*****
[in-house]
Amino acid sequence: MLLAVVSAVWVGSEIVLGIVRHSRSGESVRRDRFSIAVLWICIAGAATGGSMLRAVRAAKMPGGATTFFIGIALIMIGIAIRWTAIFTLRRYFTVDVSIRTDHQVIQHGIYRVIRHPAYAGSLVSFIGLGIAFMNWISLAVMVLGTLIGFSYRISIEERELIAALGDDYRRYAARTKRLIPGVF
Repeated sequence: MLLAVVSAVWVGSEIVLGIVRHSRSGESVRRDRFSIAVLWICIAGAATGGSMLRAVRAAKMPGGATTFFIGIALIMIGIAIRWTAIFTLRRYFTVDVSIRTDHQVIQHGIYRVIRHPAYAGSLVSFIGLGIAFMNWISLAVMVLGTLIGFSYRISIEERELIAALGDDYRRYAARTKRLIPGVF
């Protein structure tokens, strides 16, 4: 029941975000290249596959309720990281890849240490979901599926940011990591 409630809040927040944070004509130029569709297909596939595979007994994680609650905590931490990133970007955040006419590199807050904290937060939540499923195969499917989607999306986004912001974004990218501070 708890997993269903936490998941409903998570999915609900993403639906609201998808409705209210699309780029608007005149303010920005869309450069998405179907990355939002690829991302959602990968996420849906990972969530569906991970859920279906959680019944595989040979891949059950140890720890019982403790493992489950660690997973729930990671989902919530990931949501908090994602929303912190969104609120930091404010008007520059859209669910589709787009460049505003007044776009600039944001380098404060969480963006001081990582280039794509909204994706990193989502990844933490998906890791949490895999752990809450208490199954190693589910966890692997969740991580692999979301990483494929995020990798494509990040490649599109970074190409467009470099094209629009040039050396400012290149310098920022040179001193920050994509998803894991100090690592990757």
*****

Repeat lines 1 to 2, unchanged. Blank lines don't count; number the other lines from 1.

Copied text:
[in-house]
Amino acid sequence: MLLAVVSAVWVGSEIVLGIVRHSRSGESVRRDRFSIAVLWICIAGAATGGSMLRAVRAAKMPGGATTFFIGIALIMIGIAIRWTAIFTLRRYFTVDVSIRTDHQVIQHGIYRVIRHPAYAGSLVSFIGLGIAFMNWISLAVMVLGTLIGFSYRISIEERELIAALGDDYRRYAARTKRLIPGVF